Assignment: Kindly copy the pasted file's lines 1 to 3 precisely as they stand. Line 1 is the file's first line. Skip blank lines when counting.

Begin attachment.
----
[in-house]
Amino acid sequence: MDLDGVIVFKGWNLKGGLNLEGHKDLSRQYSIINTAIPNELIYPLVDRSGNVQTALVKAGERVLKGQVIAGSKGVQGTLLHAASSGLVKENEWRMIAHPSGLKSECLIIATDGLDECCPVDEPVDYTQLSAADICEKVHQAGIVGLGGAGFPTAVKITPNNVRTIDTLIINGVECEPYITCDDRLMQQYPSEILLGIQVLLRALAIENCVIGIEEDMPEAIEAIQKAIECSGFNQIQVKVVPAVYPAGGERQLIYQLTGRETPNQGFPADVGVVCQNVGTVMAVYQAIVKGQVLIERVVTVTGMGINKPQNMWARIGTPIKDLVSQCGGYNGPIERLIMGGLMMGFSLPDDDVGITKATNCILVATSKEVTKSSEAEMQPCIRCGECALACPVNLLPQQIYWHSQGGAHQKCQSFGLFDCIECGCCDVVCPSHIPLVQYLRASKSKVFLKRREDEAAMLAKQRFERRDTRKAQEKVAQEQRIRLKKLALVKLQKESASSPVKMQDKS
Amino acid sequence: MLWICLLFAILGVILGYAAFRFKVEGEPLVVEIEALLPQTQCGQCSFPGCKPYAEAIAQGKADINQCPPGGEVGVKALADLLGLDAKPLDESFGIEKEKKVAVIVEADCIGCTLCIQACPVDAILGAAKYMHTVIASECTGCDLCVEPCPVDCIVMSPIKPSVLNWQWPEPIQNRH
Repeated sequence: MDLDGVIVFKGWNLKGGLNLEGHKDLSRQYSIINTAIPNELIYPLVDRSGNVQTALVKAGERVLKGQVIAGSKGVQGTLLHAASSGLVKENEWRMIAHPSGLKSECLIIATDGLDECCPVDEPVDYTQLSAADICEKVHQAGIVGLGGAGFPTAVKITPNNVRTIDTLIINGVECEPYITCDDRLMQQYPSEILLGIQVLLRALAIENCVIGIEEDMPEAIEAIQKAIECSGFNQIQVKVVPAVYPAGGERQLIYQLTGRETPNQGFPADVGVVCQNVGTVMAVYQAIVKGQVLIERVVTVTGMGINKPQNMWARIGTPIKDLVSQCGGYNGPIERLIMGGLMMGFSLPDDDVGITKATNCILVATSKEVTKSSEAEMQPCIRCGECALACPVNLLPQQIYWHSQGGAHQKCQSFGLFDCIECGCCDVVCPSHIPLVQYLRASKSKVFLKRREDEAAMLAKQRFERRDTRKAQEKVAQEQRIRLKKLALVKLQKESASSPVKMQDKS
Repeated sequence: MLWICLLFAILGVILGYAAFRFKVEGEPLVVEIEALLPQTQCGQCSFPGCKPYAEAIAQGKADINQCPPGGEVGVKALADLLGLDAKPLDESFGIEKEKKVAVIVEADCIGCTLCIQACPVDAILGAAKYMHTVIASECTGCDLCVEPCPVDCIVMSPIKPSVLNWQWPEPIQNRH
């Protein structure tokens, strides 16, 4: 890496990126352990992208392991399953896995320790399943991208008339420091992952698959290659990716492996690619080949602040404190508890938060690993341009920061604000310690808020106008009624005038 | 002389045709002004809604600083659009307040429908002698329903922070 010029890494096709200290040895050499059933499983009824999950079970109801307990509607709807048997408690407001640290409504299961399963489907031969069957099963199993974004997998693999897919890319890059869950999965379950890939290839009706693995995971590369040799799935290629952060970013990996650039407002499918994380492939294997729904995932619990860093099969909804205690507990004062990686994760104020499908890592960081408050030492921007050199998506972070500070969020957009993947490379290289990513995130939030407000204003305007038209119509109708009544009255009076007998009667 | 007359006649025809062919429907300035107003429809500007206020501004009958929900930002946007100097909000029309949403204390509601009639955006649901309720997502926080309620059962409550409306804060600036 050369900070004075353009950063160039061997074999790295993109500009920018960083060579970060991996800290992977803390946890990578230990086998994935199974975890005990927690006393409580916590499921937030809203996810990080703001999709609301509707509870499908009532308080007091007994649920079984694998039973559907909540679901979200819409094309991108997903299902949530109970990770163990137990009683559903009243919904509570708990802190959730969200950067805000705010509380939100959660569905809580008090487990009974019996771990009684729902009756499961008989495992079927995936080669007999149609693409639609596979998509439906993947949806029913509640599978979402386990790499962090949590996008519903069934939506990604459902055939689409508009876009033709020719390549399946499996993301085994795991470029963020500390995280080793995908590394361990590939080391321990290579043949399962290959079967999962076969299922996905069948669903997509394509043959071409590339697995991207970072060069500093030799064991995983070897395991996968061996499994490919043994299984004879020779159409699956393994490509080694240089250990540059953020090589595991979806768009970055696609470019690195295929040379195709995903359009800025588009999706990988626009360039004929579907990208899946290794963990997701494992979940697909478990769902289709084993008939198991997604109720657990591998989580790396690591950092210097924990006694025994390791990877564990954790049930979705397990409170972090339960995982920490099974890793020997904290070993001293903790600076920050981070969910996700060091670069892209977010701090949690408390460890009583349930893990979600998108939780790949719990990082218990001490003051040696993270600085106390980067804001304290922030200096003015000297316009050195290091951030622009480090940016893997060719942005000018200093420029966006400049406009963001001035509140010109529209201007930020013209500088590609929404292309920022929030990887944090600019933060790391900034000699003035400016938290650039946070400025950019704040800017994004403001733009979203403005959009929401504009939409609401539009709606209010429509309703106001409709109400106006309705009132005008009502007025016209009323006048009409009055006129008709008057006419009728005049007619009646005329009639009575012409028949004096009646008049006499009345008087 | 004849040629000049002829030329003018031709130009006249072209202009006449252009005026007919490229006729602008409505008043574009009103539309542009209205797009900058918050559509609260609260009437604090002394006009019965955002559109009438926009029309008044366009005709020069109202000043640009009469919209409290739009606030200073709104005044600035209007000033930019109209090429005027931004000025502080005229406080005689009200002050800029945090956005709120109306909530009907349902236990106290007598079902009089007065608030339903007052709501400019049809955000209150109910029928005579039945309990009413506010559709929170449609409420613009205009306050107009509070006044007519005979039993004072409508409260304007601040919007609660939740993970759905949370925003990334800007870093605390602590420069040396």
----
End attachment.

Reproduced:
[in-house]
Amino acid sequence: MDLDGVIVFKGWNLKGGLNLEGHKDLSRQYSIINTAIPNELIYPLVDRSGNVQTALVKAGERVLKGQVIAGSKGVQGTLLHAASSGLVKENEWRMIAHPSGLKSECLIIATDGLDECCPVDEPVDYTQLSAADICEKVHQAGIVGLGGAGFPTAVKITPNNVRTIDTLIINGVECEPYITCDDRLMQQYPSEILLGIQVLLRALAIENCVIGIEEDMPEAIEAIQKAIECSGFNQIQVKVVPAVYPAGGERQLIYQLTGRETPNQGFPADVGVVCQNVGTVMAVYQAIVKGQVLIERVVTVTGMGINKPQNMWARIGTPIKDLVSQCGGYNGPIERLIMGGLMMGFSLPDDDVGITKATNCILVATSKEVTKSSEAEMQPCIRCGECALACPVNLLPQQIYWHSQGGAHQKCQSFGLFDCIECGCCDVVCPSHIPLVQYLRASKSKVFLKRREDEAAMLAKQRFERRDTRKAQEKVAQEQRIRLKKLALVKLQKESASSPVKMQDKS
Amino acid sequence: MLWICLLFAILGVILGYAAFRFKVEGEPLVVEIEALLPQTQCGQCSFPGCKPYAEAIAQGKADINQCPPGGEVGVKALADLLGLDAKPLDESFGIEKEKKVAVIVEADCIGCTLCIQACPVDAILGAAKYMHTVIASECTGCDLCVEPCPVDCIVMSPIKPSVLNWQWPEPIQNRH